ISSUE 1 May 13, 2010
DEALING WITH SPRING WHEAT VOLUNTEERS THAT SURVIVED THE WINTER
For the first time since my arrival in North Dakota (the fall of 2002), substantial numbers of volunteer spring wheat that emerged in the fall survived the winter. Reports suggest winter survival was not limited to just one or two "hardy" varieties; it appears that in areas of the state where this phenomenon can be observed, most spring wheat varieties survived. Durum volunteers were also found in some regions of the state as well as the odd plant of barley. Environmental conditions were obviously ideal for the survival of these volunteers. Perhaps the warm November temperatures coupled with early snow cover that insulated the emerged plants throughout the coldest winter months were the contributing factors.
There are several reasons that volunteer spring wheat can be problematic to growers this spring. First, if the volunteers established in a winter wheat crop like they did in our winter wheat experimental plots (see photo), the difference in maturity and plant height between the winter and spring wheat cultivars may cause problems at harvest. Furthermore, a mixture of spring and winter wheat may result in the harvested grain being classified as "mixed", which will reduce its market value. Unfortunately, there is no herbicide or management practice that can selectively control spring wheat volunteers in winter wheat. Secondly, spring wheat volunteers that were infected with the Wheat Streak Mosaic virus (WSMV), will be viruliferous this spring and have potential for being a source of WSMV contamination for spring planted cereals in the same or adjacent fields. When spring wheat volunteers are known to be infected with WSM, no susceptible cereal crop should be planted until there is a break of at least two weeks between the death of the volunteers and the emergence of the planted crop. The breaking of the "green bridge" that is so important in managing WSMV in winter wheat, also applies to spring sown crops this year if WSMV is present in the volunteers. Just because spring wheat volunteers survived the winter, however, does not necessarily mean that they will be infected with WSMV. No spring wheat samples tested this spring have been found to contain the WSMV. Nevertheless, there have been credible reports that spring wheat volunteers have been observed with WSMV. Additional information on WSMV can be obtained from the following extension publication from Nebraska. www.ianrpubs.unl.edu/epublic/live/ec1871/build/ec1871.pdf.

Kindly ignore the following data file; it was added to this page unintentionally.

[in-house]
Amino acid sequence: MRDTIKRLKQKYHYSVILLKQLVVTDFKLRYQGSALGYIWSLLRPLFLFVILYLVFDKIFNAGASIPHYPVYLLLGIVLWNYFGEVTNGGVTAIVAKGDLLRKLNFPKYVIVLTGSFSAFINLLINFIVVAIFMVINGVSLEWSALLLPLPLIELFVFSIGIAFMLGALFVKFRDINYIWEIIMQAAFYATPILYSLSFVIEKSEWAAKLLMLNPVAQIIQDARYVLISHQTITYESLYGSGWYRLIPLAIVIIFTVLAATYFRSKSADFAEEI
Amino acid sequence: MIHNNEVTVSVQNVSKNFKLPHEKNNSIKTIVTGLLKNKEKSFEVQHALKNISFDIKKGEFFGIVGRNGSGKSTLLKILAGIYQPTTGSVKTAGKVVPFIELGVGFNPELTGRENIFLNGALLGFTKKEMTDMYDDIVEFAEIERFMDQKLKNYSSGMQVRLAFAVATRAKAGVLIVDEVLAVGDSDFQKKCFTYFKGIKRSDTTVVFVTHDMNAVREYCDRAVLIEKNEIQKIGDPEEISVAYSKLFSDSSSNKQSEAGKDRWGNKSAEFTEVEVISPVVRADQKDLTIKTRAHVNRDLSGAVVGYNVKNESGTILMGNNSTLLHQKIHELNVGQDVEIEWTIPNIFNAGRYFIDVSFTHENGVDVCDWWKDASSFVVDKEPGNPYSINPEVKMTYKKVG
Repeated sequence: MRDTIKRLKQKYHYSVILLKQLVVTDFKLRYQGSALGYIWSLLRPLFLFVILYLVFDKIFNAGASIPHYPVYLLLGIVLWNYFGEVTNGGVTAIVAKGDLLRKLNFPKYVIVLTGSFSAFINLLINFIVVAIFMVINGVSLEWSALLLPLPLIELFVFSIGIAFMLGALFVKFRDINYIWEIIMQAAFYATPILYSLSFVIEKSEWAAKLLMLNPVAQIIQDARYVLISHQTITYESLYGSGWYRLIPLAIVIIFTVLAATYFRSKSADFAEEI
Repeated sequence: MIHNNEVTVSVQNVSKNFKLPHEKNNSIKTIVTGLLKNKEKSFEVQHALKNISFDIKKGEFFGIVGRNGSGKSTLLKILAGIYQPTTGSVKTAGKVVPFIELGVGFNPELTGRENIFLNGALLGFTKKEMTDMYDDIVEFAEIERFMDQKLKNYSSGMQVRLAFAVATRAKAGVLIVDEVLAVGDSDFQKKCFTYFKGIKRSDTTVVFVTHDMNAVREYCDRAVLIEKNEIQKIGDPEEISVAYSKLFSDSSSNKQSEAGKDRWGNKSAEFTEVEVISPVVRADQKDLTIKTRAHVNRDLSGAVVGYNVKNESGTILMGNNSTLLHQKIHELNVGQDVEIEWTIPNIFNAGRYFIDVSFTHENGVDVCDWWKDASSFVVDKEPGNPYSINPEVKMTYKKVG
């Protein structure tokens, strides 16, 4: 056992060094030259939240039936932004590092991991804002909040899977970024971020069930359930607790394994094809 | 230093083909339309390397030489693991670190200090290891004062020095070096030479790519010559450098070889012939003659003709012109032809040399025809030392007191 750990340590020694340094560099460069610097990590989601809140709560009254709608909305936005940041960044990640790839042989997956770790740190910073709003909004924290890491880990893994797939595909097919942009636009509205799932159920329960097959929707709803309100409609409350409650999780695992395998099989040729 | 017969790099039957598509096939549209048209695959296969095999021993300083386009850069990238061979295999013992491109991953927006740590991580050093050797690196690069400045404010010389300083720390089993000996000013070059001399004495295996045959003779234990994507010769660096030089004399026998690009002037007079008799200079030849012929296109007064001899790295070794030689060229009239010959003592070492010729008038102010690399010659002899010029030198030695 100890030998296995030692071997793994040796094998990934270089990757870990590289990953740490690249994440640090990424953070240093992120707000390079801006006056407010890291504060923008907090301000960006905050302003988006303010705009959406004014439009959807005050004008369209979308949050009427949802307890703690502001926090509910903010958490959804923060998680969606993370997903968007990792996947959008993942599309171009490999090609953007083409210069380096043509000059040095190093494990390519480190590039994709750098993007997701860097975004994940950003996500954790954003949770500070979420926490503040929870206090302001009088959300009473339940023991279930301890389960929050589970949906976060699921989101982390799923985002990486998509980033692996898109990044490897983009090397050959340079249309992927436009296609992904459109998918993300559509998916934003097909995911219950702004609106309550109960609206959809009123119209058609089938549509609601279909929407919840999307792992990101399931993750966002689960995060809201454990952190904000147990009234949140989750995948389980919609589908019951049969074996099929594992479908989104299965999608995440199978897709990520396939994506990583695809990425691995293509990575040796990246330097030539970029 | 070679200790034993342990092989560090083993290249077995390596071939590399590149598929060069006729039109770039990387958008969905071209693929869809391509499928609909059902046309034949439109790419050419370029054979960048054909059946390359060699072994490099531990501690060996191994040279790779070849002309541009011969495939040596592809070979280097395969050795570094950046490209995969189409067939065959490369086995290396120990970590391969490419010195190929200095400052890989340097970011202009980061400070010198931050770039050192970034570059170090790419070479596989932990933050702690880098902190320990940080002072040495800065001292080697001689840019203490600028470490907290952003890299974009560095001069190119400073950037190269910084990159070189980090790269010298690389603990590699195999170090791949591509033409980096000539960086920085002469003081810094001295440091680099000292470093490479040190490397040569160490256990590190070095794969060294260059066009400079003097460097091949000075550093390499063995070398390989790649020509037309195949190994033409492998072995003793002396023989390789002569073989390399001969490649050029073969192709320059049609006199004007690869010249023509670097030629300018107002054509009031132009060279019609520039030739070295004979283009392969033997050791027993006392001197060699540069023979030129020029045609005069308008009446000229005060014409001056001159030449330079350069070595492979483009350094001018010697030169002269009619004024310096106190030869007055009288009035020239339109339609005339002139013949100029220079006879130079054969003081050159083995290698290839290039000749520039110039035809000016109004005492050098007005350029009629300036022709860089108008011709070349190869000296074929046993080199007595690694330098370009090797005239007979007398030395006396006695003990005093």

Volunteer spring wheat infesting winter
wheat plots in Prosper, ND. Volunteers
were particularly numerous on the tractor’s
NDSU Extension Agronomist
STRATEGIES FOR OPTIMIZING CANOLA YIELDS
Conditions in 2009 were very favorable for canola production, with an average yield for North Dakota of 1,840 pounds per acre. In some reports, yields ranged from 2,000 to 3,000 pounds per acre if weather conditions and excellent crop management came together. The use of improved, herbicide-tolerant, high-yielding varieties or hybrids contributed to high yields
Management suggestions for getting high canola yields:
Extension Agronomist broadleaf crops